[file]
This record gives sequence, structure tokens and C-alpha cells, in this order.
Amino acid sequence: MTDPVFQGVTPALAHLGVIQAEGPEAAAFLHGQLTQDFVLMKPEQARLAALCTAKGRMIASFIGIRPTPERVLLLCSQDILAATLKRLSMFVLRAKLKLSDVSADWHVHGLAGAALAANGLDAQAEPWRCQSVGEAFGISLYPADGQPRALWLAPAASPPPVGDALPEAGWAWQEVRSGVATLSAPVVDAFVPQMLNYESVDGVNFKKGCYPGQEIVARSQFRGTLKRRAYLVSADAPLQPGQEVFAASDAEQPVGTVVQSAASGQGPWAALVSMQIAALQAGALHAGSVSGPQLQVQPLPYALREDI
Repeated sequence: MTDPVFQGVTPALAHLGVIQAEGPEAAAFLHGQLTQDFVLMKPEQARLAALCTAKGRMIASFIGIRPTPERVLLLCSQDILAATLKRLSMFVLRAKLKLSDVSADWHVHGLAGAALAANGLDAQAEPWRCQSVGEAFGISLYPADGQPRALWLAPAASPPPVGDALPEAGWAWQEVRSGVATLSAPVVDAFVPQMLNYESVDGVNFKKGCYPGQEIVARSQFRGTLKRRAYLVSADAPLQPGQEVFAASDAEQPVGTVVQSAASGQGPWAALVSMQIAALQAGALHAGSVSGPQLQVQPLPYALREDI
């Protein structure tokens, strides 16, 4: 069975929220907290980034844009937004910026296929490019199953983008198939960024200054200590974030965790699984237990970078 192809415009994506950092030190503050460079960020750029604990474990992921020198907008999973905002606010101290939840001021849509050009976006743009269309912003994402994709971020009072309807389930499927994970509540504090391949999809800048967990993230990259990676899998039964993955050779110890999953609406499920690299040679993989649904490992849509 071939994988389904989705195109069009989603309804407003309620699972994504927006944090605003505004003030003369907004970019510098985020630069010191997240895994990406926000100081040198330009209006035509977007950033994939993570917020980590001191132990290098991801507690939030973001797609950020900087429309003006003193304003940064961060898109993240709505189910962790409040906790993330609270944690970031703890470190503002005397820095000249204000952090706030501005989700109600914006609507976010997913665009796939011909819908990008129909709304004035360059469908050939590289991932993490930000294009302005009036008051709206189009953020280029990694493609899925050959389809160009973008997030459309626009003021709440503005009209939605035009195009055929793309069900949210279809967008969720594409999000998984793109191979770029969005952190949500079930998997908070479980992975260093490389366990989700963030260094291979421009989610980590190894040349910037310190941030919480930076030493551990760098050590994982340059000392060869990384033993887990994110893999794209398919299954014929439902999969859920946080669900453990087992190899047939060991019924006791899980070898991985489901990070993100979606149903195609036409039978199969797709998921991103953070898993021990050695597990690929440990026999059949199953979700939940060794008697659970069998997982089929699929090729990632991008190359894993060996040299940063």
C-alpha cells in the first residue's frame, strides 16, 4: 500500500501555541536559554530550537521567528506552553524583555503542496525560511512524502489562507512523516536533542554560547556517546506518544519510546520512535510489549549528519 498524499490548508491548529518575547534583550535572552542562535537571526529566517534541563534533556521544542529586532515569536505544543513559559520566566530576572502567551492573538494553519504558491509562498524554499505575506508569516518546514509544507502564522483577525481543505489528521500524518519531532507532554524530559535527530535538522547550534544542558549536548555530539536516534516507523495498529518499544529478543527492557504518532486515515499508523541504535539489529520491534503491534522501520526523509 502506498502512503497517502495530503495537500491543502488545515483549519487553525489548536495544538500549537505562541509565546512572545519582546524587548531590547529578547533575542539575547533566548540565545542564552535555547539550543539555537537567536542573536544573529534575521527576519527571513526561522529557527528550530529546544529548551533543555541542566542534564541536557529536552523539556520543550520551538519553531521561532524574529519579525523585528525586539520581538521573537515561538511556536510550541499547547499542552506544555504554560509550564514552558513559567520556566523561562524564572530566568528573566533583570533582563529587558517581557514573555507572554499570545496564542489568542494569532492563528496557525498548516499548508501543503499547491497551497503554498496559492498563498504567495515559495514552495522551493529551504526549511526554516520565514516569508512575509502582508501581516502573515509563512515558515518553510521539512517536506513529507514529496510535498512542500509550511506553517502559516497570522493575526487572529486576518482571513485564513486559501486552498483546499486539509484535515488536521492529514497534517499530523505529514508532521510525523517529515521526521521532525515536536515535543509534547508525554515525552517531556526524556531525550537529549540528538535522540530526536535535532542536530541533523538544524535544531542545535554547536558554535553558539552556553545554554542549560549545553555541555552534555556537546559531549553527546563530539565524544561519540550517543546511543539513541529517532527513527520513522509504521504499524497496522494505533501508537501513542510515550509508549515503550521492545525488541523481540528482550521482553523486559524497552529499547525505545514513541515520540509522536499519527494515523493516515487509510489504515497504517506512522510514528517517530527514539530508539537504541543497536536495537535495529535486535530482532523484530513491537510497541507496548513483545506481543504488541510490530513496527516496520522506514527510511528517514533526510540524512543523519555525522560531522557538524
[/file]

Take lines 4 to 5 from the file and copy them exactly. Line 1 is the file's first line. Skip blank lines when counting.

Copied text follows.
């Protein structure tokens, strides 16, 4: 069975929220907290980034844009937004910026296929490019199953983008198939960024200054200590974030965790699984237990970078 192809415009994506950092030190503050460079960020750029604990474990992921020198907008999973905002606010101290939840001021849509050009976006743009269309912003994402994709971020009072309807389930499927994970509540504090391949999809800048967990993230990259990676899998039964993955050779110890999953609406499920690299040679993989649904490992849509 071939994988389904989705195109069009989603309804407003309620699972994504927006944090605003505004003030003369907004970019510098985020630069010191997240895994990406926000100081040198330009209006035509977007950033994939993570917020980590001191132990290098991801507690939030973001797609950020900087429309003006003193304003940064961060898109993240709505189910962790409040906790993330609270944690970031703890470190503002005397820095000249204000952090706030501005989700109600914006609507976010997913665009796939011909819908990008129909709304004035360059469908050939590289991932993490930000294009302005009036008051709206189009953020280029990694493609899925050959389809160009973008997030459309626009003021709440503005009209939605035009195009055929793309069900949210279809967008969720594409999000998984793109191979770029969005952190949500079930998997908070479980992975260093490389366990989700963030260094291979421009989610980590190894040349910037310190941030919480930076030493551990760098050590994982340059000392060869990384033993887990994110893999794209398919299954014929439902999969859920946080669900453990087992190899047939060991019924006791899980070898991985489901990070993100979606149903195609036409039978199969797709998921991103953070898993021990050695597990690929440990026999059949199953979700939940060794008697659970069998997982089929699929090729990632991008190359894993060996040299940063």
C-alpha cells in the first residue's frame, strides 16, 4: 500500500501555541536559554530550537521567528506552553524583555503542496525560511512524502489562507512523516536533542554560547556517546506518544519510546520512535510489549549528519 498524499490548508491548529518575547534583550535572552542562535537571526529566517534541563534533556521544542529586532515569536505544543513559559520566566530576572502567551492573538494553519504558491509562498524554499505575506508569516518546514509544507502564522483577525481543505489528521500524518519531532507532554524530559535527530535538522547550534544542558549536548555530539536516534516507523495498529518499544529478543527492557504518532486515515499508523541504535539489529520491534503491534522501520526523509 502506498502512503497517502495530503495537500491543502488545515483549519487553525489548536495544538500549537505562541509565546512572545519582546524587548531590547529578547533575542539575547533566548540565545542564552535555547539550543539555537537567536542573536544573529534575521527576519527571513526561522529557527528550530529546544529548551533543555541542566542534564541536557529536552523539556520543550520551538519553531521561532524574529519579525523585528525586539520581538521573537515561538511556536510550541499547547499542552506544555504554560509550564514552558513559567520556566523561562524564572530566568528573566533583570533582563529587558517581557514573555507572554499570545496564542489568542494569532492563528496557525498548516499548508501543503499547491497551497503554498496559492498563498504567495515559495514552495522551493529551504526549511526554516520565514516569508512575509502582508501581516502573515509563512515558515518553510521539512517536506513529507514529496510535498512542500509550511506553517502559516497570522493575526487572529486576518482571513485564513486559501486552498483546499486539509484535515488536521492529514497534517499530523505529514508532521510525523517529515521526521521532525515536536515535543509534547508525554515525552517531556526524556531525550537529549540528538535522540530526536535535532542536530541533523538544524535544531542545535554547536558554535553558539552556553545554554542549560549545553555541555552534555556537546559531549553527546563530539565524544561519540550517543546511543539513541529517532527513527520513522509504521504499524497496522494505533501508537501513542510515550509508549515503550521492545525488541523481540528482550521482553523486559524497552529499547525505545514513541515520540509522536499519527494515523493516515487509510489504515497504517506512522510514528517517530527514539530508539537504541543497536536495537535495529535486535530482532523484530513491537510497541507496548513483545506481543504488541510490530513496527516496520522506514527510511528517514533526510540524512543523519555525522560531522557538524